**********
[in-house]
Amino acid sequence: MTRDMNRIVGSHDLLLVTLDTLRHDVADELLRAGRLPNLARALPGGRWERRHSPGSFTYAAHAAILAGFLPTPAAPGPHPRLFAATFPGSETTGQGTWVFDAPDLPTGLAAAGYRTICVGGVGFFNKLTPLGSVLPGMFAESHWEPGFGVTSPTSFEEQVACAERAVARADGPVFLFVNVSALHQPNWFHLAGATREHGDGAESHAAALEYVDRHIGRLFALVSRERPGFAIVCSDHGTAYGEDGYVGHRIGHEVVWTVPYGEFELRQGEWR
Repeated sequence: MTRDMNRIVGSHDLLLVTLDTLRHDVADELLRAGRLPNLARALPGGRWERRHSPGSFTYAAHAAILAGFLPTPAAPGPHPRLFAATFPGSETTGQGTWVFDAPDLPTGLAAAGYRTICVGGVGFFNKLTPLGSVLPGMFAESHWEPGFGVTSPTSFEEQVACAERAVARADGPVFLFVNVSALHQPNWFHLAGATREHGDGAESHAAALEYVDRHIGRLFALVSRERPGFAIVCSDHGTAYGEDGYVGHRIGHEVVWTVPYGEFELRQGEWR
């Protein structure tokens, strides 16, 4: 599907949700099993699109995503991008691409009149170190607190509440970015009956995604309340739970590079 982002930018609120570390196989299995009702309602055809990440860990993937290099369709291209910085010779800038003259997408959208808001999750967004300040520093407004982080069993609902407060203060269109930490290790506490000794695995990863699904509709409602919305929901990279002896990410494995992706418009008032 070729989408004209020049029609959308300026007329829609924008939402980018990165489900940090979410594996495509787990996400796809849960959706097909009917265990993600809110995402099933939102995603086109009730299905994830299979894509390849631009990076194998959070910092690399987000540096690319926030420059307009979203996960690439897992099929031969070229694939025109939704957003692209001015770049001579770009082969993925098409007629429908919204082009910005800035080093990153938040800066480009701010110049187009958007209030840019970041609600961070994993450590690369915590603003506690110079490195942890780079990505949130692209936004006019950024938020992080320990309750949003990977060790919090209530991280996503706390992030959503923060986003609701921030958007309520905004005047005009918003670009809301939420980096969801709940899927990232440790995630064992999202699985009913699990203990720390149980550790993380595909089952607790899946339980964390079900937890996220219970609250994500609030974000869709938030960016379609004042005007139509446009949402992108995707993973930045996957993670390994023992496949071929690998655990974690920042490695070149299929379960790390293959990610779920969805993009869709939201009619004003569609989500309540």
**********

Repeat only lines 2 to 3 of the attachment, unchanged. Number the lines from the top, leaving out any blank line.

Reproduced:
Amino acid sequence: MTRDMNRIVGSHDLLLVTLDTLRHDVADELLRAGRLPNLARALPGGRWERRHSPGSFTYAAHAAILAGFLPTPAAPGPHPRLFAATFPGSETTGQGTWVFDAPDLPTGLAAAGYRTICVGGVGFFNKLTPLGSVLPGMFAESHWEPGFGVTSPTSFEEQVACAERAVARADGPVFLFVNVSALHQPNWFHLAGATREHGDGAESHAAALEYVDRHIGRLFALVSRERPGFAIVCSDHGTAYGEDGYVGHRIGHEVVWTVPYGEFELRQGEWR
Repeated sequence: MTRDMNRIVGSHDLLLVTLDTLRHDVADELLRAGRLPNLARALPGGRWERRHSPGSFTYAAHAAILAGFLPTPAAPGPHPRLFAATFPGSETTGQGTWVFDAPDLPTGLAAAGYRTICVGGVGFFNKLTPLGSVLPGMFAESHWEPGFGVTSPTSFEEQVACAERAVARADGPVFLFVNVSALHQPNWFHLAGATREHGDGAESHAAALEYVDRHIGRLFALVSRERPGFAIVCSDHGTAYGEDGYVGHRIGHEVVWTVPYGEFELRQGEWR